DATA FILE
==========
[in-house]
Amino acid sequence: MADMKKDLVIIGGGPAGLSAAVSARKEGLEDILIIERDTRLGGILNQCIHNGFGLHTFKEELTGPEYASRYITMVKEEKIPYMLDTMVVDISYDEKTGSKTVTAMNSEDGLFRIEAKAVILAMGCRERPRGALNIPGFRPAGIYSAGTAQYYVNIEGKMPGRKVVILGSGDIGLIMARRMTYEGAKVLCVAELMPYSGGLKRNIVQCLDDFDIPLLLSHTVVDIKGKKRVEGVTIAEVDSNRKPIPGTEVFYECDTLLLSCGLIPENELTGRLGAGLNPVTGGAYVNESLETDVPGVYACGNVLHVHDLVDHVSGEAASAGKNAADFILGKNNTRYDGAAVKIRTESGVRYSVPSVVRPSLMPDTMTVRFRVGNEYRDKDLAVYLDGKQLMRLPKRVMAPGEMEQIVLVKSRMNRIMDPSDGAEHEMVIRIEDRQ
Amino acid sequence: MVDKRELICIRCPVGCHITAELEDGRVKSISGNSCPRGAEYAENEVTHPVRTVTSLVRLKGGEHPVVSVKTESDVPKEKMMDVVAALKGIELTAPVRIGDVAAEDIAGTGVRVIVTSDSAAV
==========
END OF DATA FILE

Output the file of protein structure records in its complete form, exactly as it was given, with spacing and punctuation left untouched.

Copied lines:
[in-house]
Amino acid sequence: MADMKKDLVIIGGGPAGLSAAVSARKEGLEDILIIERDTRLGGILNQCIHNGFGLHTFKEELTGPEYASRYITMVKEEKIPYMLDTMVVDISYDEKTGSKTVTAMNSEDGLFRIEAKAVILAMGCRERPRGALNIPGFRPAGIYSAGTAQYYVNIEGKMPGRKVVILGSGDIGLIMARRMTYEGAKVLCVAELMPYSGGLKRNIVQCLDDFDIPLLLSHTVVDIKGKKRVEGVTIAEVDSNRKPIPGTEVFYECDTLLLSCGLIPENELTGRLGAGLNPVTGGAYVNESLETDVPGVYACGNVLHVHDLVDHVSGEAASAGKNAADFILGKNNTRYDGAAVKIRTESGVRYSVPSVVRPSLMPDTMTVRFRVGNEYRDKDLAVYLDGKQLMRLPKRVMAPGEMEQIVLVKSRMNRIMDPSDGAEHEMVIRIEDRQ
Amino acid sequence: MVDKRELICIRCPVGCHITAELEDGRVKSISGNSCPRGAEYAENEVTHPVRTVTSLVRLKGGEHPVVSVKTESDVPKEKMMDVVAALKGIELTAPVRIGDVAAEDIAGTGVRVIVTSDSAAV